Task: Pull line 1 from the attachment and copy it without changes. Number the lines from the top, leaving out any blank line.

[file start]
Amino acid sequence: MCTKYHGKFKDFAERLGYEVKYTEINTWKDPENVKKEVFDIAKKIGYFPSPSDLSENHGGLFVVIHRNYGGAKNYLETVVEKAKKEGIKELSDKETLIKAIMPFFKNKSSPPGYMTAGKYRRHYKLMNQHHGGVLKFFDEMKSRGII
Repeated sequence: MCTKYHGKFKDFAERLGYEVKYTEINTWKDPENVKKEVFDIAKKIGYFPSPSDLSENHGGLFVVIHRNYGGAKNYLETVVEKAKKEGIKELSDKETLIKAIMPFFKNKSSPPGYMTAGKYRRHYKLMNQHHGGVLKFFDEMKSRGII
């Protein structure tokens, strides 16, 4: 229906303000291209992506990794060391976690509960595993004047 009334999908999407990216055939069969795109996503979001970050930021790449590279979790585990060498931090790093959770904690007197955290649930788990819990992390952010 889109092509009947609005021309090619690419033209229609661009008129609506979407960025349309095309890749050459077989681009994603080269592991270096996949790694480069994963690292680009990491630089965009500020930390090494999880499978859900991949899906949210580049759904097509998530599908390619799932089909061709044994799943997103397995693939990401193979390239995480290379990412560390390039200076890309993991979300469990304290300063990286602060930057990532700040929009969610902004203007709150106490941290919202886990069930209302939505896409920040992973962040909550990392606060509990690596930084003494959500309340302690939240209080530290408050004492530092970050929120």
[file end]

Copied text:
Amino acid sequence: MCTKYHGKFKDFAERLGYEVKYTEINTWKDPENVKKEVFDIAKKIGYFPSPSDLSENHGGLFVVIHRNYGGAKNYLETVVEKAKKEGIKELSDKETLIKAIMPFFKNKSSPPGYMTAGKYRRHYKLMNQHHGGVLKFFDEMKSRGII